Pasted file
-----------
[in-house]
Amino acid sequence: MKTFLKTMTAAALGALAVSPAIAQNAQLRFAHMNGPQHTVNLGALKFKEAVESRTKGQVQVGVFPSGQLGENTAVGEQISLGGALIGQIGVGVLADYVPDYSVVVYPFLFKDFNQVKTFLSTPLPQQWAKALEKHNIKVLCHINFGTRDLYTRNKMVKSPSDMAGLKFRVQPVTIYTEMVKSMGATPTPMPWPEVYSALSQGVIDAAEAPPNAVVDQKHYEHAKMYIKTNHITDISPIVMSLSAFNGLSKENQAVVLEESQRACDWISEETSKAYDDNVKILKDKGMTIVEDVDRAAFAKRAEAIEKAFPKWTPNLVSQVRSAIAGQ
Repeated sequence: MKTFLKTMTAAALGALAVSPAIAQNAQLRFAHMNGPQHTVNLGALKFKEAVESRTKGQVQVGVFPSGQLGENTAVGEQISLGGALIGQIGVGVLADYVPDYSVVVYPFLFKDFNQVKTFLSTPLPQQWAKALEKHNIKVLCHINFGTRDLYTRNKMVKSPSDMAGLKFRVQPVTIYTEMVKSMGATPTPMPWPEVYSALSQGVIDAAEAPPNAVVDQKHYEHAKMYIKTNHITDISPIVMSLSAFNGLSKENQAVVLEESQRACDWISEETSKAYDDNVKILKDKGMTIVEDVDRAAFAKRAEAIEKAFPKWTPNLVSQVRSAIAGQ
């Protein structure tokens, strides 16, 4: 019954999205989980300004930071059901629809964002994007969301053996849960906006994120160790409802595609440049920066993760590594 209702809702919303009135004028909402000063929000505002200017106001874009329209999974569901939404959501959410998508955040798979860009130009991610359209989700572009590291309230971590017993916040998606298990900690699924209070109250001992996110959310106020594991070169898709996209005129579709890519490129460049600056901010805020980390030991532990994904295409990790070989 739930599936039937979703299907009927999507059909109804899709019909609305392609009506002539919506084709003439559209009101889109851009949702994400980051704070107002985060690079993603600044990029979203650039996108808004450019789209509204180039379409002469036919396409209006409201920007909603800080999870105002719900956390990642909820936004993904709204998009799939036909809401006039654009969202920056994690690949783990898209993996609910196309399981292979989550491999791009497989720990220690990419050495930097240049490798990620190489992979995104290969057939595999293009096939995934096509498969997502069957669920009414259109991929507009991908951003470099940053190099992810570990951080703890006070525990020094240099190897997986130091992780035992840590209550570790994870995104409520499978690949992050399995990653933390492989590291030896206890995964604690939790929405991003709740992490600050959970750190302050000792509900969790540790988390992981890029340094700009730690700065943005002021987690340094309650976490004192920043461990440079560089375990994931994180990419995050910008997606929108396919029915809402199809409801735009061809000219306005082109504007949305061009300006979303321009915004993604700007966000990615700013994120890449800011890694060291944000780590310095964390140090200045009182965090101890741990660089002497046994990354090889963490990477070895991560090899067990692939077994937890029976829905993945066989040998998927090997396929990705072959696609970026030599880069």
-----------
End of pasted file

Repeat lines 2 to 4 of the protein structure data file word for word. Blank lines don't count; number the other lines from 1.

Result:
Amino acid sequence: MKTFLKTMTAAALGALAVSPAIAQNAQLRFAHMNGPQHTVNLGALKFKEAVESRTKGQVQVGVFPSGQLGENTAVGEQISLGGALIGQIGVGVLADYVPDYSVVVYPFLFKDFNQVKTFLSTPLPQQWAKALEKHNIKVLCHINFGTRDLYTRNKMVKSPSDMAGLKFRVQPVTIYTEMVKSMGATPTPMPWPEVYSALSQGVIDAAEAPPNAVVDQKHYEHAKMYIKTNHITDISPIVMSLSAFNGLSKENQAVVLEESQRACDWISEETSKAYDDNVKILKDKGMTIVEDVDRAAFAKRAEAIEKAFPKWTPNLVSQVRSAIAGQ
Repeated sequence: MKTFLKTMTAAALGALAVSPAIAQNAQLRFAHMNGPQHTVNLGALKFKEAVESRTKGQVQVGVFPSGQLGENTAVGEQISLGGALIGQIGVGVLADYVPDYSVVVYPFLFKDFNQVKTFLSTPLPQQWAKALEKHNIKVLCHINFGTRDLYTRNKMVKSPSDMAGLKFRVQPVTIYTEMVKSMGATPTPMPWPEVYSALSQGVIDAAEAPPNAVVDQKHYEHAKMYIKTNHITDISPIVMSLSAFNGLSKENQAVVLEESQRACDWISEETSKAYDDNVKILKDKGMTIVEDVDRAAFAKRAEAIEKAFPKWTPNLVSQVRSAIAGQ
């Protein structure tokens, strides 16, 4: 019954999205989980300004930071059901629809964002994007969301053996849960906006994120160790409802595609440049920066993760590594 209702809702919303009135004028909402000063929000505002200017106001874009329209999974569901939404959501959410998508955040798979860009130009991610359209989700572009590291309230971590017993916040998606298990900690699924209070109250001992996110959310106020594991070169898709996209005129579709890519490129460049600056901010805020980390030991532990994904295409990790070989 739930599936039937979703299907009927999507059909109804899709019909609305392609009506002539919506084709003439559209009101889109851009949702994400980051704070107002985060690079993603600044990029979203650039996108808004450019789209509204180039379409002469036919396409209006409201920007909603800080999870105002719900956390990642909820936004993904709204998009799939036909809401006039654009969202920056994690690949783990898209993996609910196309399981292979989550491999791009497989720990220690990419050495930097240049490798990620190489992979995104290969057939595999293009096939995934096509498969997502069957669920009414259109991929507009991908951003470099940053190099992810570990951080703890006070525990020094240099190897997986130091992780035992840590209550570790994870995104409520499978690949992050399995990653933390492989590291030896206890995964604690939790929405991003709740992490600050959970750190302050000792509900969790540790988390992981890029340094700009730690700065943005002021987690340094309650976490004192920043461990440079560089375990994931994180990419995050910008997606929108396919029915809402199809409801735009061809000219306005082109504007949305061009300006979303321009915004993604700007966000990615700013994120890449800011890694060291944000780590310095964390140090200045009182965090101890741990660089002497046994990354090889963490990477070895991560090899067990692939077994937890029976829905993945066989040998998927090997396929990705072959696609970026030599880069």